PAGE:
Jyllands-Posten star journalist Mikael Jalving has called award-winning Swedish climate activist Greta Thunberg "poor thing" caught in a "disintegrating family" and a "devilish covenant" with her own mother.
Jalving dismissed Thunberg's mother Malena Ernman's book "Scenes From the Heart" as scary reading and rated it only one star.
"The book contains a story of failure," Jalving told the Danish newspaper BT.
Jalving called Thunberg "poor thing" and stressed that she has previously suffered from depression and an eating disorder, whereas her current diagnoses include obsessive-compulsive disorder (OCD) and Asperger's syndrome. Beata, her little sister, has also been diagnoses with attention deficit hyperactivity disorder (ADHD), Asperger's and OCD.
According to Jalving, Ernman's book conjures a picture of a family that's disintegrating. Jalving believes Ernman focuses too much on making Greta Thunberg a star instead of addressing why both her daughters are so sick and feel an extreme urge to save the world instead of dealing with their own teenage lives.
Jalving partly attributed the list of the both daughters' diagnoses to Ernman's career as an opera singer, which has resulted in the family living on the go with no permanent residence.
"Think if Greta's diagnoses are about never having roots in her childhood. They have been moving around like a family of jugglers. It is a very celebrated life on the surface. But the daughters have been dragged along," Jalving explained.
Mikael Jalving believes Thunberg is hostage to her mother's project.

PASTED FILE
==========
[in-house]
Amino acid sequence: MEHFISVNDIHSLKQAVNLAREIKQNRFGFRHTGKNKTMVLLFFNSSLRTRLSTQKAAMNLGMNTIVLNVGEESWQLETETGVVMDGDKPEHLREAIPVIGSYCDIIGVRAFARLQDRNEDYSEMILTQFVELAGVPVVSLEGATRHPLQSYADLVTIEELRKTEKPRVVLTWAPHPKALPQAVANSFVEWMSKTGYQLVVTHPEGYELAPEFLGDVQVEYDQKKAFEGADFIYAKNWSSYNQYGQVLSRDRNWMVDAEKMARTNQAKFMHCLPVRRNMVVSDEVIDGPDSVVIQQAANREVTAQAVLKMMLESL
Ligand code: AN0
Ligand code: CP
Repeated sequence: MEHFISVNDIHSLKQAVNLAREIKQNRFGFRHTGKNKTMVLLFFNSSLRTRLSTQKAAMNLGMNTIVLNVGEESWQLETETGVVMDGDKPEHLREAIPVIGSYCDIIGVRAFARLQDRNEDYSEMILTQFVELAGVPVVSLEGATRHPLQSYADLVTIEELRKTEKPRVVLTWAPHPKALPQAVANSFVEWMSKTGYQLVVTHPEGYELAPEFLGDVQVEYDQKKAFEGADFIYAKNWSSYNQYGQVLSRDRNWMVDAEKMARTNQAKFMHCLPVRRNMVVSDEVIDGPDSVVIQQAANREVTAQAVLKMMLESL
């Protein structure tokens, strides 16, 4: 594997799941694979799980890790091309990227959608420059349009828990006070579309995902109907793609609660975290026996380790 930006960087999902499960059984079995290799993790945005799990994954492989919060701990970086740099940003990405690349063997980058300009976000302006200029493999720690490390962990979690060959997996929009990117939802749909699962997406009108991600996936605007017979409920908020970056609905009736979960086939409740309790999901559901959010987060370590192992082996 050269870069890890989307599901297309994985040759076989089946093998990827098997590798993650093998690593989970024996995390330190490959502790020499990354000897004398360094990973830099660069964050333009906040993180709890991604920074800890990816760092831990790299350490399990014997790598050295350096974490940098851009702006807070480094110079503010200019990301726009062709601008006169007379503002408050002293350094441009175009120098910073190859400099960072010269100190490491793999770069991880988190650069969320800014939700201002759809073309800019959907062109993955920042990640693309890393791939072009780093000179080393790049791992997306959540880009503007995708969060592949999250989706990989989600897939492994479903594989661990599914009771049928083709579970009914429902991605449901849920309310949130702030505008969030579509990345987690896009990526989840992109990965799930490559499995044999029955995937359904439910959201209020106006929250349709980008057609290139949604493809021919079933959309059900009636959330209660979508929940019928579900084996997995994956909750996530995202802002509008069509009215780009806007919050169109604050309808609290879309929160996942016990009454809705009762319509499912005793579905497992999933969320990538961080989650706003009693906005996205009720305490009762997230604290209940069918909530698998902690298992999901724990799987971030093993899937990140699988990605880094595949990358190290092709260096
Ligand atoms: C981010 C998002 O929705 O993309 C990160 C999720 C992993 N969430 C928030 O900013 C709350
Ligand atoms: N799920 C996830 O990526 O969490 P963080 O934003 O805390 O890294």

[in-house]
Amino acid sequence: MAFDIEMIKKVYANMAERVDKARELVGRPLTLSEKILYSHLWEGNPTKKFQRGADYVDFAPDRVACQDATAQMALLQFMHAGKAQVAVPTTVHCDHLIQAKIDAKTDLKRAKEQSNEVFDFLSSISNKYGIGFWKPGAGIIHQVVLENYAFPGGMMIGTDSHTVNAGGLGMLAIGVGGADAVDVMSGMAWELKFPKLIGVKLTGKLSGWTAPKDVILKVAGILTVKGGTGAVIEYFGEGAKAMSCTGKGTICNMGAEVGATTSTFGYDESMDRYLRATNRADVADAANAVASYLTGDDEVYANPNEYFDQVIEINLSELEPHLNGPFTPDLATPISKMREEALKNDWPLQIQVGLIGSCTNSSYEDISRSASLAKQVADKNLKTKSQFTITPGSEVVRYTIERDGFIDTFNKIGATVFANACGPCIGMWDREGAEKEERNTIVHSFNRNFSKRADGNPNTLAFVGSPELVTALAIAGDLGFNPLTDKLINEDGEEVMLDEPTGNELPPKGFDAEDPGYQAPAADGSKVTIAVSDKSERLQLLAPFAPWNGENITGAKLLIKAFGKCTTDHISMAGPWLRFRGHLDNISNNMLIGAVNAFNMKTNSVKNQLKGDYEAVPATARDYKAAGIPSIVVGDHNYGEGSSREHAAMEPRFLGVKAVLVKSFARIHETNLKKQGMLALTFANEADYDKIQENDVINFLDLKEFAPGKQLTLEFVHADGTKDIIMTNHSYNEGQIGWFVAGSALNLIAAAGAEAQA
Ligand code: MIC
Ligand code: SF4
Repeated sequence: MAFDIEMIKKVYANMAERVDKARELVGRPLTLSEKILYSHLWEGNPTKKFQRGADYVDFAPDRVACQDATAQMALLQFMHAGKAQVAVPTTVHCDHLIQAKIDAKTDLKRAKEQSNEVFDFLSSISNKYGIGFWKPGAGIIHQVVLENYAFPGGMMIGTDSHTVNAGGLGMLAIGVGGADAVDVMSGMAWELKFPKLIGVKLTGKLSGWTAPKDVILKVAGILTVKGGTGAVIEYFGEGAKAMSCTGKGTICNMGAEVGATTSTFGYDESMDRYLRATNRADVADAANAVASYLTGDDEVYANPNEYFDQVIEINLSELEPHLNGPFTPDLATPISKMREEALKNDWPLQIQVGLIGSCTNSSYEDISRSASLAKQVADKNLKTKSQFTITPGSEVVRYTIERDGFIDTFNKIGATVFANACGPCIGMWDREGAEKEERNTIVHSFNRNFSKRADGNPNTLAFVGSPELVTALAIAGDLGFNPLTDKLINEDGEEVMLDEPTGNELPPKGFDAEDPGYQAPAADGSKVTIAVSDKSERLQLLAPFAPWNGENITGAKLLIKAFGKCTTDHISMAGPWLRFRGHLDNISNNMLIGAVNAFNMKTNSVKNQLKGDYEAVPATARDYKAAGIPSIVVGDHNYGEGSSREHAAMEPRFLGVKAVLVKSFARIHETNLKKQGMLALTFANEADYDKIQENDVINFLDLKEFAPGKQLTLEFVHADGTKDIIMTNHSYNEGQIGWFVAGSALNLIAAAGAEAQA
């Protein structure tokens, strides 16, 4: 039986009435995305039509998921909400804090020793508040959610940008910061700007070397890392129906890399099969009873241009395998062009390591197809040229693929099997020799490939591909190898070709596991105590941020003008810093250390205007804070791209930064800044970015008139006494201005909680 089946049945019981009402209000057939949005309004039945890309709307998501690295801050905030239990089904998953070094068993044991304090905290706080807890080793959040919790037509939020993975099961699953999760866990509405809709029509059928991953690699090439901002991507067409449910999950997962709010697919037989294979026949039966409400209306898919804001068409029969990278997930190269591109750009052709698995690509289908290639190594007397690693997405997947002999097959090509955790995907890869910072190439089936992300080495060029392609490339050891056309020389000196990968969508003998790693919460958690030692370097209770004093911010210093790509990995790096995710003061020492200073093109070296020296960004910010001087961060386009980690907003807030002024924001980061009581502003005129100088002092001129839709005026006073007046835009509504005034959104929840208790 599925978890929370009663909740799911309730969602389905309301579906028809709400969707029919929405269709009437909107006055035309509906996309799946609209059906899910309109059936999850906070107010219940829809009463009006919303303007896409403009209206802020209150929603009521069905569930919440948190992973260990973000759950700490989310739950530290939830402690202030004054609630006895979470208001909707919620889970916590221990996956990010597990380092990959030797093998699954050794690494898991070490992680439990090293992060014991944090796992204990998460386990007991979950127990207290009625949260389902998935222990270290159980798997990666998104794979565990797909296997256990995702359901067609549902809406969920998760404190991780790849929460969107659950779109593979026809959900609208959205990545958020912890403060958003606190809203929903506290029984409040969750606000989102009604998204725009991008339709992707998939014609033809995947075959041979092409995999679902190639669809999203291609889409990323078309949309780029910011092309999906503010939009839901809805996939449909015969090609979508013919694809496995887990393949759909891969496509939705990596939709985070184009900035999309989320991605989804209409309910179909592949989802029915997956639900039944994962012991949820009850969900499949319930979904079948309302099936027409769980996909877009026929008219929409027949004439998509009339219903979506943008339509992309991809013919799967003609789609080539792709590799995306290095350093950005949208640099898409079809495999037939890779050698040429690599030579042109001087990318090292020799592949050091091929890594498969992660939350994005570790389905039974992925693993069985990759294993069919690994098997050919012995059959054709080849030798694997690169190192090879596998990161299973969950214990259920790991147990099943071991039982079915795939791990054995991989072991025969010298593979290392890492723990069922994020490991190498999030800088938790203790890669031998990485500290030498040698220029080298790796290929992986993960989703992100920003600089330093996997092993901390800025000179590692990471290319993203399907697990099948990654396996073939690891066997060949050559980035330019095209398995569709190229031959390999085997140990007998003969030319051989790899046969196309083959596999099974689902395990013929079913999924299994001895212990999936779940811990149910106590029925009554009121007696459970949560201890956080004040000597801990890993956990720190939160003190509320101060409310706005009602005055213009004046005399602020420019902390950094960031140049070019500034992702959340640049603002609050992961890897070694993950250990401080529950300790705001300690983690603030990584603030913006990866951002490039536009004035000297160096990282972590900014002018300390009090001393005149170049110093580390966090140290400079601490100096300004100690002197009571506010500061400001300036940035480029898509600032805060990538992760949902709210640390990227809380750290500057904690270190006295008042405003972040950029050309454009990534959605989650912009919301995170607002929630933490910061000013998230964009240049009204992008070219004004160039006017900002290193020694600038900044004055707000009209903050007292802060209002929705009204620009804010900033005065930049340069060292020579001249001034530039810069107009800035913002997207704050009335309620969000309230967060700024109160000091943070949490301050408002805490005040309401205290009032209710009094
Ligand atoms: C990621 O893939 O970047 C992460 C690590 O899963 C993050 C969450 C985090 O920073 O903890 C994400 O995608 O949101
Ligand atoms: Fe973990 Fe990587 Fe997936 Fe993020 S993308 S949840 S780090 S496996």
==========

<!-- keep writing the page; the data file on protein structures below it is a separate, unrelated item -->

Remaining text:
"I think 'poor girl'. She would like to be an adult, but has not been allowed to be a child. Her childhood is gone, and now she a kind of grown-up child. And now that her mother is not as successful anymore, I suppose her career has come to a standstill, which is why she has kidnapped her eldest daughter and is using her skills," Jalving said.
While praising Thunberg's relentless efforts to save the environment, he ventured that she is part of a "devilish covenant" with her mother.
"The family is in a deep crisis, and the mother has not understood it at all. The book should have never been published, but instead one should have tried to help the family. The book is a cry for help," Mikael Jalving concluded.
Greta Thunberg is a Swedish school girl who rose to international fame for her weekly "school strikes" held outside of the Swedish parliament. In recent months, hundreds of thousands of students in over a hundred countries across the globe have followed her example.
Thunberg's unabating activism, coupled with favourable press coverage and applause from politicians and celebrities, has propelled her to stardom. In recent months, Thunberg met with top EU officials, businessmen, famous people and even the Pope and was decorated with a number of prizes and awards. At only 16, she has been named the woman of the year by several Swedish newspapers and has even been nominated for the Nobel peace prize.